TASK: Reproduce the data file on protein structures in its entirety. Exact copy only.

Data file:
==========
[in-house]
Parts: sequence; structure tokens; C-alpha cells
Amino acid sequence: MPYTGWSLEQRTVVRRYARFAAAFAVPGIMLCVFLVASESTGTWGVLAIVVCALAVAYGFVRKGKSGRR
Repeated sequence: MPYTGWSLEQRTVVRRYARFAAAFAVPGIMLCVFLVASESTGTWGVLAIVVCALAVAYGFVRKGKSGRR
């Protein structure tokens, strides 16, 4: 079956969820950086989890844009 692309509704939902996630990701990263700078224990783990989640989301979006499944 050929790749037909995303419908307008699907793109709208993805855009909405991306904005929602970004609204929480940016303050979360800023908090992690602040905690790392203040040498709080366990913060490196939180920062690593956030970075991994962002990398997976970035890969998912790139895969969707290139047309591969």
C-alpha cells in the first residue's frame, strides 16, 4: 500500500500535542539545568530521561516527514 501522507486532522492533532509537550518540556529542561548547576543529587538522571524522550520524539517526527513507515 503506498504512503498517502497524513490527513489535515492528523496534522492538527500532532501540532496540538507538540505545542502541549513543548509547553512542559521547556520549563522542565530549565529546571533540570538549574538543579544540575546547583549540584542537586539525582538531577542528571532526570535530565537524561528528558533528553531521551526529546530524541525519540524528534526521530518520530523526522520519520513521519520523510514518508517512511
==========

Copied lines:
[in-house]
Parts: sequence; structure tokens; C-alpha cells
Amino acid sequence: MPYTGWSLEQRTVVRRYARFAAAFAVPGIMLCVFLVASESTGTWGVLAIVVCALAVAYGFVRKGKSGRR
Repeated sequence: MPYTGWSLEQRTVVRRYARFAAAFAVPGIMLCVFLVASESTGTWGVLAIVVCALAVAYGFVRKGKSGRR
């Protein structure tokens, strides 16, 4: 079956969820950086989890844009 692309509704939902996630990701990263700078224990783990989640989301979006499944 050929790749037909995303419908307008699907793109709208993805855009909405991306904005929602970004609204929480940016303050979360800023908090992690602040905690790392203040040498709080366990913060490196939180920062690593956030970075991994962002990398997976970035890969998912790139895969969707290139047309591969």
C-alpha cells in the first residue's frame, strides 16, 4: 500500500500535542539545568530521561516527514 501522507486532522492533532509537550518540556529542561548547576543529587538522571524522550520524539517526527513507515 503506498504512503498517502497524513490527513489535515492528523496534522492538527500532532501540532496540538507538540505545542502541549513543548509547553512542559521547556520549563522542565530549565529546571533540570538549574538543579544540575546547583549540584542537586539525582538531577542528571532526570535530565537524561528528558533528553531521551526529546530524541525519540524528534526521530518520530523526522520519520513521519520523510514518508517512511